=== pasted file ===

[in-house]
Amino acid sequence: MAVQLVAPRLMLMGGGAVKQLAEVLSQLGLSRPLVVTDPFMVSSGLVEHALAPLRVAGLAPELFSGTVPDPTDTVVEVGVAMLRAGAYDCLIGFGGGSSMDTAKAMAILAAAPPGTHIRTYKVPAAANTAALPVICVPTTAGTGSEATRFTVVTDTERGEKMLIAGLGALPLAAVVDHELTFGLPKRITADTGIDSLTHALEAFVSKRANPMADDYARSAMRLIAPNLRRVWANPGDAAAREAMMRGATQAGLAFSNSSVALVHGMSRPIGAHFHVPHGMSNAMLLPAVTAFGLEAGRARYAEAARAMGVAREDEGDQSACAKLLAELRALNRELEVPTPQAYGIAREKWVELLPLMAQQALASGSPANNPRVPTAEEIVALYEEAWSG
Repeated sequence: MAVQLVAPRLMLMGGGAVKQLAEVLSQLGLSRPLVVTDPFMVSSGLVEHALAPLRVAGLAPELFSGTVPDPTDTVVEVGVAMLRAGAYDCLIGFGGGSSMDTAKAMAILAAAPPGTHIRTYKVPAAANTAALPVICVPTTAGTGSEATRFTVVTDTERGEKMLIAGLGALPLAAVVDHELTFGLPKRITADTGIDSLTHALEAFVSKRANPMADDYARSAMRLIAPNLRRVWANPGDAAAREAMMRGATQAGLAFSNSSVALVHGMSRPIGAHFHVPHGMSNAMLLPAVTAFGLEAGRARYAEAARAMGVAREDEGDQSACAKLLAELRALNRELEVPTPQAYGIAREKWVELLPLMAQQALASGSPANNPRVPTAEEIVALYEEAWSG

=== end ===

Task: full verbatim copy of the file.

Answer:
[in-house]
Amino acid sequence: MAVQLVAPRLMLMGGGAVKQLAEVLSQLGLSRPLVVTDPFMVSSGLVEHALAPLRVAGLAPELFSGTVPDPTDTVVEVGVAMLRAGAYDCLIGFGGGSSMDTAKAMAILAAAPPGTHIRTYKVPAAANTAALPVICVPTTAGTGSEATRFTVVTDTERGEKMLIAGLGALPLAAVVDHELTFGLPKRITADTGIDSLTHALEAFVSKRANPMADDYARSAMRLIAPNLRRVWANPGDAAAREAMMRGATQAGLAFSNSSVALVHGMSRPIGAHFHVPHGMSNAMLLPAVTAFGLEAGRARYAEAARAMGVAREDEGDQSACAKLLAELRALNRELEVPTPQAYGIAREKWVELLPLMAQQALASGSPANNPRVPTAEEIVALYEEAWSG
Repeated sequence: MAVQLVAPRLMLMGGGAVKQLAEVLSQLGLSRPLVVTDPFMVSSGLVEHALAPLRVAGLAPELFSGTVPDPTDTVVEVGVAMLRAGAYDCLIGFGGGSSMDTAKAMAILAAAPPGTHIRTYKVPAAANTAALPVICVPTTAGTGSEATRFTVVTDTERGEKMLIAGLGALPLAAVVDHELTFGLPKRITADTGIDSLTHALEAFVSKRANPMADDYARSAMRLIAPNLRRVWANPGDAAAREAMMRGATQAGLAFSNSSVALVHGMSRPIGAHFHVPHGMSNAMLLPAVTAFGLEAGRARYAEAARAMGVAREDEGDQSACAKLLAELRALNRELEVPTPQAYGIAREKWVELLPLMAQQALASGSPANNPRVPTAEEIVALYEEAWSG